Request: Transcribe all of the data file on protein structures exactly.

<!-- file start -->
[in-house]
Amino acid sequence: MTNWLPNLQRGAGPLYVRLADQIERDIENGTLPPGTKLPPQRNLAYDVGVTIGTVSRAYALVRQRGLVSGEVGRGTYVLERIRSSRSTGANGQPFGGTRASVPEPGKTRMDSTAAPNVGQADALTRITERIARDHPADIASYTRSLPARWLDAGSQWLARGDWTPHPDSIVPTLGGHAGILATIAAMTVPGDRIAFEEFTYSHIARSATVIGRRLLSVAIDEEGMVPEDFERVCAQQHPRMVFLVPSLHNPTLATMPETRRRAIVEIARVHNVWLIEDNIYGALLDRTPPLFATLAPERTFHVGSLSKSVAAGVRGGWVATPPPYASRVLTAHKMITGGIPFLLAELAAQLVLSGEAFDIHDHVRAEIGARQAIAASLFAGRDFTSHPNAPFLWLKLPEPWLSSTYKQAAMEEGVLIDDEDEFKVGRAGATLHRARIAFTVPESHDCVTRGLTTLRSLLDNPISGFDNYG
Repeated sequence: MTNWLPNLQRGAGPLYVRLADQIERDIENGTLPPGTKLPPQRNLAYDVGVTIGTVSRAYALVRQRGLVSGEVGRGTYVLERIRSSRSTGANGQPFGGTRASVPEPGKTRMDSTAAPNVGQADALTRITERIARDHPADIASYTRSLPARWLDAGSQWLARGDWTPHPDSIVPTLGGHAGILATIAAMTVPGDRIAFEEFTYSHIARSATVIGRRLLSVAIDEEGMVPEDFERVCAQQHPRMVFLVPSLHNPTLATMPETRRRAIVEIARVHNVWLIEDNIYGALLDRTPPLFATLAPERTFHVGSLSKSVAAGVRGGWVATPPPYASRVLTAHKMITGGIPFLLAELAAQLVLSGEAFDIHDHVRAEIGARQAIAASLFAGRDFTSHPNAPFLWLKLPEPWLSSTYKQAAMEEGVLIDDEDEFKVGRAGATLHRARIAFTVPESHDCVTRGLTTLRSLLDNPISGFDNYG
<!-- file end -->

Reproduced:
[in-house]
Amino acid sequence: MTNWLPNLQRGAGPLYVRLADQIERDIENGTLPPGTKLPPQRNLAYDVGVTIGTVSRAYALVRQRGLVSGEVGRGTYVLERIRSSRSTGANGQPFGGTRASVPEPGKTRMDSTAAPNVGQADALTRITERIARDHPADIASYTRSLPARWLDAGSQWLARGDWTPHPDSIVPTLGGHAGILATIAAMTVPGDRIAFEEFTYSHIARSATVIGRRLLSVAIDEEGMVPEDFERVCAQQHPRMVFLVPSLHNPTLATMPETRRRAIVEIARVHNVWLIEDNIYGALLDRTPPLFATLAPERTFHVGSLSKSVAAGVRGGWVATPPPYASRVLTAHKMITGGIPFLLAELAAQLVLSGEAFDIHDHVRAEIGARQAIAASLFAGRDFTSHPNAPFLWLKLPEPWLSSTYKQAAMEEGVLIDDEDEFKVGRAGATLHRARIAFTVPESHDCVTRGLTTLRSLLDNPISGFDNYG
Repeated sequence: MTNWLPNLQRGAGPLYVRLADQIERDIENGTLPPGTKLPPQRNLAYDVGVTIGTVSRAYALVRQRGLVSGEVGRGTYVLERIRSSRSTGANGQPFGGTRASVPEPGKTRMDSTAAPNVGQADALTRITERIARDHPADIASYTRSLPARWLDAGSQWLARGDWTPHPDSIVPTLGGHAGILATIAAMTVPGDRIAFEEFTYSHIARSATVIGRRLLSVAIDEEGMVPEDFERVCAQQHPRMVFLVPSLHNPTLATMPETRRRAIVEIARVHNVWLIEDNIYGALLDRTPPLFATLAPERTFHVGSLSKSVAAGVRGGWVATPPPYASRVLTAHKMITGGIPFLLAELAAQLVLSGEAFDIHDHVRAEIGARQAIAASLFAGRDFTSHPNAPFLWLKLPEPWLSSTYKQAAMEEGVLIDDEDEFKVGRAGATLHRARIAFTVPESHDCVTRGLTTLRSLLDNPISGFDNYG